• Working space. How will the project deliverables be delivered? You might be happy just using email to send updates between you and the creative agency. Alternatively you may wish to set up a shared working space using Google Drive or Dropbox (that’s what we usually do at Monchü).
  • Communication. How will you maintain communication throughout the project? This is the time to decide how often you will meet with the creative agency, and how. It might be that face to face meetings will work best for you, or you may want to set up a regular weekly Skype call.
  • Roles and responsibilities. It’s important to understand who’s leading on your project at the creative agency, and who the main point of contact is at your organisation too. Beyond this, is there anyone else who needs to sign off brand or messaging for the project?
Project management

Maintaining good communication with a creative agency

From our experience, the single most important factor in how to work effectively with a creative agency is communication. We mentioned communication previously in terms of setting up a marketing or design project and ensuring that you establish how you will communicate throughout the project. This is crucial to ensure that a good level of communication is maintained throughout the duration of the project.

Maintaining good communication is the responsibility of both parties, the creative agency and you as the client. Here are three pieces of advice on maintaining good communication as a client:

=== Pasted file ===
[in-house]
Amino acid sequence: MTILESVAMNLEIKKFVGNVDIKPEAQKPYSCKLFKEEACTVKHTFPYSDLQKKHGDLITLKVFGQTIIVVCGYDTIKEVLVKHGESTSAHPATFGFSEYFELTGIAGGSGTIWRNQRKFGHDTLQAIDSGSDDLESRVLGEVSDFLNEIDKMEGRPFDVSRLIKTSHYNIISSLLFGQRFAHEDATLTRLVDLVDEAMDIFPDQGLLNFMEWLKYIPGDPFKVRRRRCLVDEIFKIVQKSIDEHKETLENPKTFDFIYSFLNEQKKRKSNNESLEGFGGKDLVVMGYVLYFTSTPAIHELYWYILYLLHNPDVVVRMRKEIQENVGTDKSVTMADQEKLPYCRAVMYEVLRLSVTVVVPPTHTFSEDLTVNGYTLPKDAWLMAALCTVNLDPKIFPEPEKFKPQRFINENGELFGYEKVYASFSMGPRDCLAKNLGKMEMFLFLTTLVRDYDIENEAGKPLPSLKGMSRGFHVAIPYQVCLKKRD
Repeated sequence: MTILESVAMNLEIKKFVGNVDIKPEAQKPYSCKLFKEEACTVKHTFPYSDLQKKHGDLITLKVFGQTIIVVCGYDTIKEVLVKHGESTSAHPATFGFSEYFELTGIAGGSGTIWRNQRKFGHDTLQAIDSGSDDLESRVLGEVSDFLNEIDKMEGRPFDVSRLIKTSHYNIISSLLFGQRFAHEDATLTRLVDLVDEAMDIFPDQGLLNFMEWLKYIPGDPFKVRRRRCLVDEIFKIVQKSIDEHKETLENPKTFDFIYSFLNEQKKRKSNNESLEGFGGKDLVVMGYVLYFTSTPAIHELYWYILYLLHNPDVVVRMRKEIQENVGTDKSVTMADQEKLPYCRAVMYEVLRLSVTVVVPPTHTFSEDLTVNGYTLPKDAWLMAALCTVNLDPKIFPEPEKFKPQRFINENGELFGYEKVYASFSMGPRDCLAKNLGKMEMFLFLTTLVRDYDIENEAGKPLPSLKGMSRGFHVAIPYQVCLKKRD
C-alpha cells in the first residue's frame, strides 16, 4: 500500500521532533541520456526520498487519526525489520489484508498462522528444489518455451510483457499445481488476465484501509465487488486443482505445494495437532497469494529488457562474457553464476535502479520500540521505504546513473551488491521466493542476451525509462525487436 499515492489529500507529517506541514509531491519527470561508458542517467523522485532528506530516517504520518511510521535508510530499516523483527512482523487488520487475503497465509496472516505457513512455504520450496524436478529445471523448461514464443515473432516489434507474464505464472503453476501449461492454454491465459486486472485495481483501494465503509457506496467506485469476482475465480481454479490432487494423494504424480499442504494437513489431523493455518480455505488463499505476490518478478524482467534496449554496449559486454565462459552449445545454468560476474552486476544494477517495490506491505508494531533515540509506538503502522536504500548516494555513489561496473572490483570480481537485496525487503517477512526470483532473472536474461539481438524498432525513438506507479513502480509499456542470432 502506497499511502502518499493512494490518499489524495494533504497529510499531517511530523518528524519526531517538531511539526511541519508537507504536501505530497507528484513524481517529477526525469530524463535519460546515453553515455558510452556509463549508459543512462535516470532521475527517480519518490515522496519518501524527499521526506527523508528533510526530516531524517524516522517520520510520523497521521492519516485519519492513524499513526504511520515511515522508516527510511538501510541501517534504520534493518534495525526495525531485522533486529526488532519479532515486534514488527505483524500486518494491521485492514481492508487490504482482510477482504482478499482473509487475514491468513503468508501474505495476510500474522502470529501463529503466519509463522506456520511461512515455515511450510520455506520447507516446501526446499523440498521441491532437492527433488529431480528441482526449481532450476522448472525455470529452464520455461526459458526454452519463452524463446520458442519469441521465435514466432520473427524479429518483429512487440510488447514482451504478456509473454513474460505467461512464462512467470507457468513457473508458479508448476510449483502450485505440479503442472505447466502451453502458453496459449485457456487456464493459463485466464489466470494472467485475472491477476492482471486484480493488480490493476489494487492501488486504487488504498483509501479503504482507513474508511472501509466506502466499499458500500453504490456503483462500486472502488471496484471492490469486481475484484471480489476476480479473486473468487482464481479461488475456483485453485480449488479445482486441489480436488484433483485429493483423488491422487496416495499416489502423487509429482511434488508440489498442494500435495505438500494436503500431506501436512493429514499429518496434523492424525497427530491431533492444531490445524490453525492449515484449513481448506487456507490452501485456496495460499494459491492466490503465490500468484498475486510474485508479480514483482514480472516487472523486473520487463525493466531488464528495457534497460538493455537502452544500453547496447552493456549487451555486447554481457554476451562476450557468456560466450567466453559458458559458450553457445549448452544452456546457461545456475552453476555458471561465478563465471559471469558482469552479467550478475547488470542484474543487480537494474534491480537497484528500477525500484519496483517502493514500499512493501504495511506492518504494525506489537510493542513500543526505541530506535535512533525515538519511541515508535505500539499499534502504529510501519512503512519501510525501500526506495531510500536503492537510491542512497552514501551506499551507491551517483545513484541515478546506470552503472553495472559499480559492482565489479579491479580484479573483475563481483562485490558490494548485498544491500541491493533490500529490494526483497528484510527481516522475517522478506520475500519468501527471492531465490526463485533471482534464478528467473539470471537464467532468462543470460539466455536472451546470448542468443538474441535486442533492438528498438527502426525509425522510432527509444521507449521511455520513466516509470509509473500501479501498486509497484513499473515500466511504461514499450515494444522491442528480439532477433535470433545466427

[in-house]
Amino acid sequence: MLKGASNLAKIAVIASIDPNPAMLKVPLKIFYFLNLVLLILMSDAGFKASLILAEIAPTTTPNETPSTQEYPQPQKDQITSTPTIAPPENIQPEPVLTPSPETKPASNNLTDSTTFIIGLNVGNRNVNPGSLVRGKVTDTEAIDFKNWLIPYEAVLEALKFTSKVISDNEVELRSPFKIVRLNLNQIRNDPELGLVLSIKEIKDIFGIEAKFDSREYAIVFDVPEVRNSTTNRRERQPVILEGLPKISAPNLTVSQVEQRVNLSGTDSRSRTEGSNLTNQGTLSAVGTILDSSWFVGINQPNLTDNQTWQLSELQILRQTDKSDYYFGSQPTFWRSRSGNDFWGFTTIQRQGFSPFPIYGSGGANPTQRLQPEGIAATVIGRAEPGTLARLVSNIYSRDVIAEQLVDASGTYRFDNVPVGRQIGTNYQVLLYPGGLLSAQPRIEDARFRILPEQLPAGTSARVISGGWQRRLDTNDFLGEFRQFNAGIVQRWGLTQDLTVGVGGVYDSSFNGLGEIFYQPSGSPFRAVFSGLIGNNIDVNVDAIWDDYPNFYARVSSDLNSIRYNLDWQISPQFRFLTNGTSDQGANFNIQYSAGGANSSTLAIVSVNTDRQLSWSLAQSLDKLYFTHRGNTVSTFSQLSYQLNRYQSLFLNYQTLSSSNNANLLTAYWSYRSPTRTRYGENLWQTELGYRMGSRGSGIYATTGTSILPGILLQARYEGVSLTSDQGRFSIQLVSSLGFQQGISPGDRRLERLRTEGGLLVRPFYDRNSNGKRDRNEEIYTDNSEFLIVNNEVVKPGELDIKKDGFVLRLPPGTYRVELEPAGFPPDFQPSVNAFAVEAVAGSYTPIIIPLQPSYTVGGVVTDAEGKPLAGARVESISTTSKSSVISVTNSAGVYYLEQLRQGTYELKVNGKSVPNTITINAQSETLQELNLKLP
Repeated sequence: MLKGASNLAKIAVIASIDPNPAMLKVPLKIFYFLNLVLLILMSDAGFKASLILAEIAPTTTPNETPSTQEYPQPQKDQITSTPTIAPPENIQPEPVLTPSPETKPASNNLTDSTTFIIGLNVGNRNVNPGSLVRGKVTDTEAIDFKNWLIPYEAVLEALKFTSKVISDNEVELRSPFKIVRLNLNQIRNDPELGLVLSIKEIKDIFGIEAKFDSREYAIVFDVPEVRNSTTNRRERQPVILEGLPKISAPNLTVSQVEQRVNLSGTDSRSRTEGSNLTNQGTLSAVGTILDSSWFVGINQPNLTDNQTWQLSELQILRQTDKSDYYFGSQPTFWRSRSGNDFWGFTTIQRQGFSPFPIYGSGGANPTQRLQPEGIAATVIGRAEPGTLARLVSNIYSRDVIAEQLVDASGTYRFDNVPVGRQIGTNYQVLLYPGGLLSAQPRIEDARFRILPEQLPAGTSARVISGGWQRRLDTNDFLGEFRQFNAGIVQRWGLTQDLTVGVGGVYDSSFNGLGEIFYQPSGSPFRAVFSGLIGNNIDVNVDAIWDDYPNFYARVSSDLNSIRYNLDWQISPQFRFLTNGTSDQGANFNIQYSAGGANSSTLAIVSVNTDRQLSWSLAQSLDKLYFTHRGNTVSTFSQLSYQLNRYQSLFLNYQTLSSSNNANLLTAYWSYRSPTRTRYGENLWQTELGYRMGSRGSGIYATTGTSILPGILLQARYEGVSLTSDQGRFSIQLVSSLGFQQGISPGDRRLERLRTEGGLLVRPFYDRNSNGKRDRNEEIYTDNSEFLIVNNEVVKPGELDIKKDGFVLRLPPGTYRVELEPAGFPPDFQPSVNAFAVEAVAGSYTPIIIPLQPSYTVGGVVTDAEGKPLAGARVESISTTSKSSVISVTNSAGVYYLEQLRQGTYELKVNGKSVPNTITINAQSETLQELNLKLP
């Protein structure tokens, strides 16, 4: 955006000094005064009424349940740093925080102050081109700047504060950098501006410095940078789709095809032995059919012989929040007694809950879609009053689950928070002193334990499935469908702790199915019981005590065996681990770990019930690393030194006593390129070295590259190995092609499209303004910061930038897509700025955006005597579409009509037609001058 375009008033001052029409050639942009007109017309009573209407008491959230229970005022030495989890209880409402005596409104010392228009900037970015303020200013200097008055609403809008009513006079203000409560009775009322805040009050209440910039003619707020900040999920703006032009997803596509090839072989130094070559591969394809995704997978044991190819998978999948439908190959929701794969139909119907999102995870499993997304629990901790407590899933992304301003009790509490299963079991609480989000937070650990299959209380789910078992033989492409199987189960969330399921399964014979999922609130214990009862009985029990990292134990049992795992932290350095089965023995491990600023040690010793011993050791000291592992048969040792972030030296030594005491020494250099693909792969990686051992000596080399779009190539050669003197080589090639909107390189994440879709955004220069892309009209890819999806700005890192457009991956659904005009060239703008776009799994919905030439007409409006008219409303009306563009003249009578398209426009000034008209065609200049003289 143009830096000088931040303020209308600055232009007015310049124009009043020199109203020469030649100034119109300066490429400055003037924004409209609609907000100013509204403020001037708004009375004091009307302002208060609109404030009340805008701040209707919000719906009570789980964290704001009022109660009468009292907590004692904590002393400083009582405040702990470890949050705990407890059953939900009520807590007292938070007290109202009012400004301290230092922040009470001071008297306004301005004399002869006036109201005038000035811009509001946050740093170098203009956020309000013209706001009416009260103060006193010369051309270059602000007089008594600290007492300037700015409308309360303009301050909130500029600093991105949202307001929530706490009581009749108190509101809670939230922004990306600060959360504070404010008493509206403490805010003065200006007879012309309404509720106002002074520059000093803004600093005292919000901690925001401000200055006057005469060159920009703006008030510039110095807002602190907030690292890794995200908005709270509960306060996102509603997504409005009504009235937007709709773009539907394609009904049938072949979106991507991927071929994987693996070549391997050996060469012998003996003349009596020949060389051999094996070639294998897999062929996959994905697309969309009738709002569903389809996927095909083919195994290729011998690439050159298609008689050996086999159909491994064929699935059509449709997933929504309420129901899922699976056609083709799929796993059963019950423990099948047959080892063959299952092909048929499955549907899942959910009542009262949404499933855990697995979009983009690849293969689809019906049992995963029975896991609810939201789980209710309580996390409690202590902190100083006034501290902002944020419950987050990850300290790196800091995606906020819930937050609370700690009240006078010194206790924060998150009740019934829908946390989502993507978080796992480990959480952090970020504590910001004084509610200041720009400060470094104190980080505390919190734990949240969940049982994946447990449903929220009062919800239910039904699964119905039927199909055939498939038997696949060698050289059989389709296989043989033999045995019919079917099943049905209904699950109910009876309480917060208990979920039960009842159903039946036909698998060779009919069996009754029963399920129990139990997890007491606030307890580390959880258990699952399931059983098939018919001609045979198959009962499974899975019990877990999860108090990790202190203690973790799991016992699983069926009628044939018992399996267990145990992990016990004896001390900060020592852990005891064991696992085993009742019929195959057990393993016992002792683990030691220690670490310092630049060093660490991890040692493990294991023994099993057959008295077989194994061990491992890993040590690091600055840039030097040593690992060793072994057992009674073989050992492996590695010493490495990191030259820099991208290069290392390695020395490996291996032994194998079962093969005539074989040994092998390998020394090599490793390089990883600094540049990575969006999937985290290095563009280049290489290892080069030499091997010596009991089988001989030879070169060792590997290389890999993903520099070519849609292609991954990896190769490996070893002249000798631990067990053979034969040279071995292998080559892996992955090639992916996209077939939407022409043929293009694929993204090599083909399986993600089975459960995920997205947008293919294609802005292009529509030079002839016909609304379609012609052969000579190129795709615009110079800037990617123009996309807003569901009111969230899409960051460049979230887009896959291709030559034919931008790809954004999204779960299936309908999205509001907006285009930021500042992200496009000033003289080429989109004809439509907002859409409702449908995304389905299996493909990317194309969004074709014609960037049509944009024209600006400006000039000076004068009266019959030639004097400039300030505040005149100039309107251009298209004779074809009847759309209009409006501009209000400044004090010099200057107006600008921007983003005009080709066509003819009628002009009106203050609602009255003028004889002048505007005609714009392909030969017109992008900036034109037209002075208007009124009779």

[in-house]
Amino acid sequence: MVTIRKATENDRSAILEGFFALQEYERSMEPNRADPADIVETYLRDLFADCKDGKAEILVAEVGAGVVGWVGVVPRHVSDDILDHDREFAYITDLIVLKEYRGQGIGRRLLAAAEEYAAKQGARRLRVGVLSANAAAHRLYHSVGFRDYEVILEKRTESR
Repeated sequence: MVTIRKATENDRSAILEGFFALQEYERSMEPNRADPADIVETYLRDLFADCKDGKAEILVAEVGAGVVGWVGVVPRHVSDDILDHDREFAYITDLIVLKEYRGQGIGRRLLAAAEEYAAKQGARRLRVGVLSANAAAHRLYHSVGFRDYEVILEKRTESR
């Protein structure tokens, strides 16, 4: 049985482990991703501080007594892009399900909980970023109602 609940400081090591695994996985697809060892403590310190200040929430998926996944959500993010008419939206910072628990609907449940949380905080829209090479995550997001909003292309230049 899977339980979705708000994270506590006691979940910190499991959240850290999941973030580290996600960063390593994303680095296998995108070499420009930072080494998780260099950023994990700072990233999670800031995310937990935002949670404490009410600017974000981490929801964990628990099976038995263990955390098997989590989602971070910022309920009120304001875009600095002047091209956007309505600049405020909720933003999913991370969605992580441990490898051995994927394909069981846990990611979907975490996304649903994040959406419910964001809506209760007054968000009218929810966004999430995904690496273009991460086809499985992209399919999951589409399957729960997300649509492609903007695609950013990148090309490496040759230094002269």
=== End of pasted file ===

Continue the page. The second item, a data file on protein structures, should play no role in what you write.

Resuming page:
1. Be open and honest throughout. If something isn’t working for you, make sure you tell the creative agency, and explain why.
  2. Give valuable feedback and constructive criticism. A designers’ biggest bugbear is a client who gives generalised feedback like ‘this section isn’t working, can you try something different’ or ‘can you make this prettier’. Sadly, we aren’t mind readers! When giving feedback ensure that you give detail about why something isn’t working. Instead of commenting ‘I don’t like the blue colour – please change’ try instead ‘Could we use a bolder shade of blue? Something that will really stand out in customer’s social media feeds.’ This detail will help the designer to understand what you’re looking for, making the process quicker and smoother for everyone involved.
  3. Trust the expertise of the creative agency. There’s a reason that you’re working with a creative agency on this design or marketing project, and that’s because you’re looking for an expert eye. Try to be open to suggestions and different ideas throughout the project, as this is often where the best results will be made. One example is the How Researchers Changed the World podcast, a project we worked on with our client Taylor & Francis Group. Taylor & Francis came to us looking for a social media campaign, but we suggested that podcasting might be a more suitable channel. The end product was something much more ground-breaking and successful as a result.
Boy shouting into microphone

Have a specific question about how to work effectively with a creative agency? Contact us and one of the Monchü team will be in touch very soon.